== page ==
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Master’s degree in Complex Administrations and Organizations Science – Curriculum Public Management – University of Palermo

Location: Palermo

Department: Political sciences and international relations

Teaching language of the course: Italian

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Both study programmes intend to train a new professional figure: that of the “facilitator” of learning processes and decision-making processes involving various social actors called to respond to systemic and “global” problems. These issues can’t be addressed with a sectorial, mono-disciplinary and static approach. Among these problems, a particular role is occupied by what literature has defined as “wicked problems”, that is, those multifaced themes, running across time and space, which, especially today, pose unprecedented challenges to the society and its institutions. For example: the regulation of migratory flows, terrorism, the globalization of markets, the aging of the population, the prevention and control of crime, the improvement of the quality of life in metropolitan urban areas and suburbs, health and sport, pollution, natural disasters, social marginalization. In Particular, in the last decade, the dynamics generated by this group of problems have demonstrated the unpredictability of the phenomena to which a plurality of decision makers operating in different institutions are called upon to provide answers.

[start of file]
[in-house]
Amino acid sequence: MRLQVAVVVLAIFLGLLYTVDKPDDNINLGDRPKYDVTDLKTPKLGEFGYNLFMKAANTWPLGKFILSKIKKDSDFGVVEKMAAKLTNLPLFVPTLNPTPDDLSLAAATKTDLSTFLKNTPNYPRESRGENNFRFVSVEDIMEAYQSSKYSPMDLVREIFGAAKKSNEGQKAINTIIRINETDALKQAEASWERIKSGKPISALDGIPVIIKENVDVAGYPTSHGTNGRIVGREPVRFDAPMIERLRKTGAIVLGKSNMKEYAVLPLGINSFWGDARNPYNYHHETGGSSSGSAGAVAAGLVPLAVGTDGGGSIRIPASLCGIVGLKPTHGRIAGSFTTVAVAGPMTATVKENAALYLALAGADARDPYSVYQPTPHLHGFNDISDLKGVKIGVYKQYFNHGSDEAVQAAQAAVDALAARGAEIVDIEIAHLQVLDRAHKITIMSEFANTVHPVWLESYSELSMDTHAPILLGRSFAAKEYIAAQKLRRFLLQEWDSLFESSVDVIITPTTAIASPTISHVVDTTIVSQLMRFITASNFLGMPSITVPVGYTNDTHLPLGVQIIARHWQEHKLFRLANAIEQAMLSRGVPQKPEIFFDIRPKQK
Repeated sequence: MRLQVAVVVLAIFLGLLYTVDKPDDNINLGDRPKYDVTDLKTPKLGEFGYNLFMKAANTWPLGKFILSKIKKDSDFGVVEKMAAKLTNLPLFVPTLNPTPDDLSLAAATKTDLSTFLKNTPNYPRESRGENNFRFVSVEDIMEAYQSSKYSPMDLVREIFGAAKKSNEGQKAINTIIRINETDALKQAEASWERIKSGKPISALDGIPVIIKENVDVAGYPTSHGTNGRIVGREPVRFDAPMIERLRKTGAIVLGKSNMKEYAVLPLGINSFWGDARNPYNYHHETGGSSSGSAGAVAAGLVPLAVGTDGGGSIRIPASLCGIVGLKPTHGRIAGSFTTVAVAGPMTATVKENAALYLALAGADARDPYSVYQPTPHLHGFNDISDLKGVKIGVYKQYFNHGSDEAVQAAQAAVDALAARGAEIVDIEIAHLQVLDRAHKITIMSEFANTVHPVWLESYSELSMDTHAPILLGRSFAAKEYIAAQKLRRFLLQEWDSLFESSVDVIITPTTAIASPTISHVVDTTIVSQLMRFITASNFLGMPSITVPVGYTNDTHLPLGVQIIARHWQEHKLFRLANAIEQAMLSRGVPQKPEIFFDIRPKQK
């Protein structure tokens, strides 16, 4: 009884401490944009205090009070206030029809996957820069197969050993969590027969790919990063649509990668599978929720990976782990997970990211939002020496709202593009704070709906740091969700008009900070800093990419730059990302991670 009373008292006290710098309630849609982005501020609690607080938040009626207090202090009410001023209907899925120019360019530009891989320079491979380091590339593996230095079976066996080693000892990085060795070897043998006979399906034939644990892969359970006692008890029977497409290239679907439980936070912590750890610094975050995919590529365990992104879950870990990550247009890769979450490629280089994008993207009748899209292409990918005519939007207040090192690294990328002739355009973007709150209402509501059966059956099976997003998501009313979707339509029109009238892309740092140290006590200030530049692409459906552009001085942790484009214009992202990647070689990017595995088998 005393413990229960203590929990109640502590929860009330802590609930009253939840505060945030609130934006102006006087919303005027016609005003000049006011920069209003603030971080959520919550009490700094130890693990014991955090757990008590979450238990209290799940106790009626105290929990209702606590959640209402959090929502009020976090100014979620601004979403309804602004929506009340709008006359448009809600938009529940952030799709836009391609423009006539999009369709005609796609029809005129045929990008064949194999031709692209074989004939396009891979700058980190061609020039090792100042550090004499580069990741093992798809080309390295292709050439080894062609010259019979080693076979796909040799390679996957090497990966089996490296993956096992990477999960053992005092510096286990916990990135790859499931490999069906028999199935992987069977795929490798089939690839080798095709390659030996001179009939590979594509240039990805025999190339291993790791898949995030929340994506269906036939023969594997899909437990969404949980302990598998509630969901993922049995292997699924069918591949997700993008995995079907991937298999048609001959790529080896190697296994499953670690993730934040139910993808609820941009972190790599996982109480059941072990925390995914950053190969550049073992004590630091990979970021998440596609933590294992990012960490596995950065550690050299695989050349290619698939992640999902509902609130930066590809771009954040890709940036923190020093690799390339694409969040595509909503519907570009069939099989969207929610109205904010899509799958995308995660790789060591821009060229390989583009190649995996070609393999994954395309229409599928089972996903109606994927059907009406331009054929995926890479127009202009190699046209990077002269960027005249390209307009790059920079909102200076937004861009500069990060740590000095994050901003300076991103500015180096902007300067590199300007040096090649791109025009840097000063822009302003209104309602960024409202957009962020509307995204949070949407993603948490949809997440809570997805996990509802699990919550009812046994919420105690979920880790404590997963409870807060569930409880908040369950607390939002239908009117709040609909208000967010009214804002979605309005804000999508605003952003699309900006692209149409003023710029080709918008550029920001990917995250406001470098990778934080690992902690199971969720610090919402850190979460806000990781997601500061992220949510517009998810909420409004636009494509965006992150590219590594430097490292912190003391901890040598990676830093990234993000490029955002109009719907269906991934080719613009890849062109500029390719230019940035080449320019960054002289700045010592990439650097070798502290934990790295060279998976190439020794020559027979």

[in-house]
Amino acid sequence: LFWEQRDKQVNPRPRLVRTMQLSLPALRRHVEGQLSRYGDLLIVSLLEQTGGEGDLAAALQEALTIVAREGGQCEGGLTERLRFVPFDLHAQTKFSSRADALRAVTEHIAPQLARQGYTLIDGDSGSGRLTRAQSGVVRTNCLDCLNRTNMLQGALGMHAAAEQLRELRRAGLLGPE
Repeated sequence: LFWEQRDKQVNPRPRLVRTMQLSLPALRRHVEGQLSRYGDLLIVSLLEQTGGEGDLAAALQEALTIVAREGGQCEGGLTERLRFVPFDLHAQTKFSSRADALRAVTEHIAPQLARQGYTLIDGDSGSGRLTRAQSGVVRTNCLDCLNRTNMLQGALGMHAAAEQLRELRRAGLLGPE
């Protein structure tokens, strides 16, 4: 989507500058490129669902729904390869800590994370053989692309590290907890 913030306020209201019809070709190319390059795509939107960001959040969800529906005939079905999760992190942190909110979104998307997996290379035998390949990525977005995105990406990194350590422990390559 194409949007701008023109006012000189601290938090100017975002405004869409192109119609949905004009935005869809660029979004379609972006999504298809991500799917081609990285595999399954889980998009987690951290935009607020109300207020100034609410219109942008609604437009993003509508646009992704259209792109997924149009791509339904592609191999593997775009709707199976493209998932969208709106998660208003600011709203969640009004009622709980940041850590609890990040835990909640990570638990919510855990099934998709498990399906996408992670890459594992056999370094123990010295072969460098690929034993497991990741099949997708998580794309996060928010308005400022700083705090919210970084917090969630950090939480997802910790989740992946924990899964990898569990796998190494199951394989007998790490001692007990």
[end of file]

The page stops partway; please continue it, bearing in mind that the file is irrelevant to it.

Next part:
In this context, traditional interpretative models, regulations, processes and decision-making tools have proved obsolete. These approaches to governance and to the formulation of decisions tend, for the most part, to be characterized by a static perspective (that is, not considering their change over time and the consequent “trade-off” solutions), sectorial (that is, mono-disciplinary), and atomistic (that is, such as to govern with policies and decisions formulated within single institutions or single components of an institution, thus losing sight of the system underlying the problems themselves). An example, in this regard, is provided by the financial recovery policies that, in various countries of the world, the administrations of capital municipalities of metropolitan urban areas have adopted. In order to recover efficiency levels in public spending, and to restore a balance in municipal budgets, these policies have sometimes been focused on the adoption of “cross cuts”, and especially in the contraction of the so-called “Development expenses” (such as those for infrastructures, public parks, social assistance, risk prevention). This policy has gradually led to a worsening of the “quality of life” and the attractiveness of the territories covered by these municipalities, thus giving rise to further financial problems for the financial administration of these institutions. In the perspective described, certain decision-making areas concerning the public sector which have been under the authority and responsibility of specific institutions or agencies – such as, for example, infrastructures, education, transport, waste disposal, enhancement of cultural heritage – should no more adder to this fragmented model. The need for stronger coordination between public institutions and decision-makers and, between these, and private institutions (e.g. companies, sports organizations, non-profit associations, families) requires the formulation and implementation of policies that derive from a shared vision of the causes underlying the problems to be addressed. This coordination also implies the search for a greater capacity to implement public policies and to assess their impact. It is therefore a matter of coordination understood both in a “vertical” and “horizontal” sense, aimed at overcoming distorting barriers of various kinds (political, administrative, regulatory, language, cultural, professional). The strategic learning process that can support the described change is the key through which the “Dynamic Performance Management & Governance” approach offers the concrete advantage for an evolution of knowledge and application practices in an interdisciplinary perspective. Although decisions aimed at providing an answer to these problems can only be formulated within individual institutions that make use of specific skills and professionalism, today these must increasingly derive from collaborative governance that presupposes the ability of decision makers to combine a macro vision with a micro vision, in view to find the key to interpreting the phenomena analysed. This perspective, through the analysis of the feedback reports about the relations between the structure and the dynamics of the systems, is able to favour a better alignment between the legal-institutional system, the socio-political and the cultural system, and the managerial system, such as to support an improvement in the performances and the outcomes, not only the outputs and the formal assumptions underlying the actions undertaken by each decision-maker.